Kurtz is in many ways the goal the narration moves towards, but he is not its main subject. He is one of the main characters, but the interpretation of his actions is only useful when compared to those of other characters. On the surface Kurtz is the embodiment of civilization, whether it is his pamphlet on the natives or his discussions with the Russian adventurer about higher order material like love, justice and the conduct of life. He had both the intellect to understand these things and the eloquence to convey them in an effective manner. It was never made clear exactly what he did before coming to the Congo, but the consensus was that he would be or was successful in all of the things he chose to attempt, suggested occupations were writer, musician, artist or a leader of an extremist party. In all of this the talents of Kurtz cannot be doubted and he was supposed to represent all of europe as 'all europe contributed to the making of Kurtz'. He was also supposedly embodied with all the best ideals of civilization. Thus equipped, in intellect, training and with the backing of the Company, he set out to the jungle not only to get ivory and make money, but also to bring light to the 'darkness'. He set out, and was destroyed. It is this defeat that emphasizes the qualities that are necessary, beyond what Kurtz had, to form a foundation for civilization.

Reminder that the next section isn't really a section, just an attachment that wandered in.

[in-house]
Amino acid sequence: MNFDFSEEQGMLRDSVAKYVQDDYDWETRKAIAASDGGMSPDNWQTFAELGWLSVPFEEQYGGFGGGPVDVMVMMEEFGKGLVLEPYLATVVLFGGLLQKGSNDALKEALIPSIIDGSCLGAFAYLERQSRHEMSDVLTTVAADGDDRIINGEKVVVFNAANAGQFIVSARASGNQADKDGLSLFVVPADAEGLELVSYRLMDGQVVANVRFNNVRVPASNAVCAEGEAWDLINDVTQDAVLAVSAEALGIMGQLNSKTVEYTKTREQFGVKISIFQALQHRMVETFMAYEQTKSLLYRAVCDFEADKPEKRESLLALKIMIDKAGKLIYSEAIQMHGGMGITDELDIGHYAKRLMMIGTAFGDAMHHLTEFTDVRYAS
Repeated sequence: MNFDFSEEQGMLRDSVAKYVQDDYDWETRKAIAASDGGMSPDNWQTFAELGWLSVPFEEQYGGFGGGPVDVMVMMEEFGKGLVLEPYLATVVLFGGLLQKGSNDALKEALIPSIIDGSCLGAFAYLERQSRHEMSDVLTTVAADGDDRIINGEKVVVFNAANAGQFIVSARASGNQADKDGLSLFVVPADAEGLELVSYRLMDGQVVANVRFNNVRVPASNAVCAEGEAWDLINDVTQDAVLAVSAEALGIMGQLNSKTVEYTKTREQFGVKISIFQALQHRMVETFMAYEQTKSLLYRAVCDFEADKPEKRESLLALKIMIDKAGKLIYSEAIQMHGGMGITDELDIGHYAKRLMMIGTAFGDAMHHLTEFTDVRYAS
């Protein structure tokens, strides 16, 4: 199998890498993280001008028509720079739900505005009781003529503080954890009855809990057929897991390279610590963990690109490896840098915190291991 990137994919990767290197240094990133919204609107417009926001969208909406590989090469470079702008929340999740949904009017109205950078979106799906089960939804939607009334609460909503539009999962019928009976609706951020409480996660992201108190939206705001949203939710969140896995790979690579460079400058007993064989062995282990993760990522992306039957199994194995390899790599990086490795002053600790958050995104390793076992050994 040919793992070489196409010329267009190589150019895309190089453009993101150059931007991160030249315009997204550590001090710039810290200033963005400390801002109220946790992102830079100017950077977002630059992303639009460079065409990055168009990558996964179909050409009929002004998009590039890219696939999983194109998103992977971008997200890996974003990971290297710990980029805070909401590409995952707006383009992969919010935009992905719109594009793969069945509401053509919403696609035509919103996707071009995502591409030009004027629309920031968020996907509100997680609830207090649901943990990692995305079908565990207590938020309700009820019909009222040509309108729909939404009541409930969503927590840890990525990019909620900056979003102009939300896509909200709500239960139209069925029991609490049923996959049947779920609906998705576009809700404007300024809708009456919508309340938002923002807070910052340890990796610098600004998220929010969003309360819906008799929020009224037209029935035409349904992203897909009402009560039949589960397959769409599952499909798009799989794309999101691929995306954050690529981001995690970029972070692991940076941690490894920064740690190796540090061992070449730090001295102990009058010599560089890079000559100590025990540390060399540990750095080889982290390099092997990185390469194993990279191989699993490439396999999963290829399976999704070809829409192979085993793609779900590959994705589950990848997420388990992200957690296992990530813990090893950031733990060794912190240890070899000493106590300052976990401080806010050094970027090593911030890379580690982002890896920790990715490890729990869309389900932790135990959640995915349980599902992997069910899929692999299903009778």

The reader is not introduced to Kurtz until the end, there are only snippets of information about him that help to form the character. Firstly, we are told that Kurtz was sent out with a mandate to not only get ivory, but to also spread civilization. He even wrote a very eloquent treatise concerning the latter objective, the one that Marlow read. He was very successful in the primary objective, he did obtain lots of ivory, which earned him the contempt of the other Pilgrims, but owing to his high position, none considered doing anything against him. Other information however, is not particularly positive. At one point Kurtz decided to leave the Inner Station and return with a fleet of canoes carrying his ivory, but turned back about half-way. Here we see the internal conflict of Kurtz, on the one hand, he understands that staying in the jungle is not a good idea, but this reason is not enough to counteract the lure of remaining. In addition to being intelligent Kurtz is also an ambitious and power-hungry individual and the jungle allows him to realize these qualities, to his own detriment. In the jungle, he could do anything he wanted. Once he was allowed to indulge himself, he was unable to stop. As Marlow notes, the jungle 'whispered to him things about himself which he did not know, things of which he had no conception of'. Thus it came to pass that the person sent with a mission to civilize instead ended up playing out his fantasies by subjugating several tribes and becoming a local king. The execution of 'rebels' and the taking of a shipment of ivory from the Russian 'because he could do whatever he wanted' and 'would not listen to reason' illustrates his changed outlook. His participation in native rituals is a continuation of this. Once he started, he was unable to stop, as it was part of his nature to go with the flow, he was 'hollow at the core'. Thus the longer he stayed the less civilized he became and the more he descended into carnal pleasures and otherwise. Unfortunately for Kurtz, he also understood what was happening to him but he was unable to reverse this. His demise was slow and painful. At first the understanding must have been intuitive, but at the end he was fully conscious of it, hence the last words to sum up his life's path: 'The horror! The horror!' That Kurtz was able to comment on his experiences, something that even Marlow was unable to do when he nearly died, indicates that he was conscious of his fall, the knowledge did come to him in the end.